I am a Canadian Citizen and have been in the United States on an L1-A from 2011 to July 2014. I applied for a green card through L-1 status and was denied due to the size of my U.S. company. My L1-A renewal was also denied because my company was not big enough and my E-2 was denied under section 214(b). I have invested more than $1.2 million in properties and a recycling business and I currently employ three people. In two years I can probably increase that to five employees and I am thinking of buying an additional business to get another five employees. Will my previous L1-A and E-2 denials prevent me from receiving an EB-5 visa?
These E-2 and L denials should not have an impact on you when you apply for an EB-5 visa. The only exception would be if an examiner found fraud or misrepresentation and that was part of the basis for the decision.
They should not.
No. As long as your EB-5 I-526 application meets the requirement, previous denial of L1-A and E-2 should not affect your I-526 approval, since you mentioned that previous denials were not based on any fraudulent presentations.
No, if you can comply with the requirements of the EB-5 program, the application will be based on the merits, not past applications.
The denials of the E-2 and L-1 visas based upon business related requirements should not affect the EB-5 process. However, if the E-2 or L-1 denial was based upon fraudulent entry of the investor, then this could be a ground for the denial of conditional permanent residency.
You are in a tough spot. Without fully reviewing the previous denials, it is difficult to assess the likelihood of converting your current business model into one that is EB-5 compatible. In particular, the E-2 denial is hard to understand, because its standard is relatively the lowest among the three. In theory, any business can be modeled into EB-5. But when it comes to acquiring an existing business, you first need to review whether it qualifies as a troubled business. If not, you cannot simply add the existing positions into the job creation count. Be prepared to create extra jobs. Last but not the least, while the I-526 is pending, you will not be allowed to remain in the United States to work without a valid work visa. It seems at this moment, your priority should be to resolve the E-2 treaty investor visa denial.
If the I-526 is approved (which should be reviewed independently of your other processes), you will be asked about prior immigration history to obtain your conditional permanent residency. Consult with an immigration attorney with experience in EB-5 to review your entire immigration history and possible future processes.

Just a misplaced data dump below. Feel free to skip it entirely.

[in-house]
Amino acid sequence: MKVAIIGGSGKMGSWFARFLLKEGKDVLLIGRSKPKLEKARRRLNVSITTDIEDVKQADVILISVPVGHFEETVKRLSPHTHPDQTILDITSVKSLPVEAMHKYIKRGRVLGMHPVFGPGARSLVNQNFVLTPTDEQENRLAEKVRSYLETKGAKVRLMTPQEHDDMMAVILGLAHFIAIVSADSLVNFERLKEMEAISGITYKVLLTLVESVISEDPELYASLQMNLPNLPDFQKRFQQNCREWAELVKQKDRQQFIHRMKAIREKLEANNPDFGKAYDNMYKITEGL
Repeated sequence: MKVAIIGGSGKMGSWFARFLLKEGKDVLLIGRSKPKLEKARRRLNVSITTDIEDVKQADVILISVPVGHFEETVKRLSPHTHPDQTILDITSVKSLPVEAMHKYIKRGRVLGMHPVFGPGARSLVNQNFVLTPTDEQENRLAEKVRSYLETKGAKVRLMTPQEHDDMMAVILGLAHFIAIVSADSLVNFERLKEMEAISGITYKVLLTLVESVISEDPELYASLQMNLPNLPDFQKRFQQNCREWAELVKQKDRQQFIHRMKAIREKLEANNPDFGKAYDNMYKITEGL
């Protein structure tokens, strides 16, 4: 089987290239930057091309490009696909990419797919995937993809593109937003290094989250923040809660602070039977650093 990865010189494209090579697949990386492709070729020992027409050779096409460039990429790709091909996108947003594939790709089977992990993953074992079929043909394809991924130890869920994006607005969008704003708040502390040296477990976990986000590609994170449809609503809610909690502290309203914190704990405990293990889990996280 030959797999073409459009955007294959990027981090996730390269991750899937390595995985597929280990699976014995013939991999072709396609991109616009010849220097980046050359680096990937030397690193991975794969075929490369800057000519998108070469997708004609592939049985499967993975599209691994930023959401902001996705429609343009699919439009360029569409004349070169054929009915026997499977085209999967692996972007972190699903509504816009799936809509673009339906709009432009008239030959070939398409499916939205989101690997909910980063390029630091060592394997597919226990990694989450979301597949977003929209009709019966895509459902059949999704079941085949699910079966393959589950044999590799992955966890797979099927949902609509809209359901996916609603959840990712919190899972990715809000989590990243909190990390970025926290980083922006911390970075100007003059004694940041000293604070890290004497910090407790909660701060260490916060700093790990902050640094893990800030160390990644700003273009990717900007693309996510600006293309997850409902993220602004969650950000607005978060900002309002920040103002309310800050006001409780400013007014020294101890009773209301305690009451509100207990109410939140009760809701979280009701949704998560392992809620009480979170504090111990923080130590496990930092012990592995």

The previous denials should not have any effect on your EB-5 eligibility. The L-1A denial due to the size of your U.S. company (most likely due to the fact that you could not establish that you primarily would be engaging in managerial or executive duties) has nothing to do with EB-5. Also, the reason for your E-2 denial, INA Section 214(b), is due to the fact that you could not establish your non-immigrant intent. Since EB-5 is an immigrant category, 214(b) does not apply.
Your L-1 denials should not impact your visa. Your E-2 denial also will not impact your application as it was denied as you were assumed to have immigrant intent. In an EB-5, application you are automatically assumed to have immigrant intent.
Ultimately L-1 and E-2 are non-immigrant visas and denial for those should not have any impact on the EB-5 immigrant visa application unless there is some findings of fraud or misrepresentation associated with those previous denials. However, EB-5 application approval centers around job creation that your investment has been able to achieve in the business in which you have invested. While investing $1.2 million into that business appears to have met the capital investment amount of EB-5, you will need to be realistic in your projection and preparing the business plan to show how you could create more than triple the number of jobs you have created thus far in three years of business before submitting the I-526 petition for the EB-5 case. Perhaps you may wish to separate the EB-5 case from your own business by choosing a regional center with an excellent track record so that your immigration benefit is better assured and not tied to the success of your business within the USCIS required time frame.
The denial should not impact your eligibility per se, provided there were no misrepresentations on either applications. If you meet the qualifications you should not have any issues.
The previous denials should not interfere with your approval under EB-5.
They may not prevent you from getting an EB-5 visa. To better understand I would recommend that you consult with an experienced immigration attorney.
If the denials have anything to do with the amount invested or the number of jobs created, it could be a problem. And if not, then they should not be relevant.
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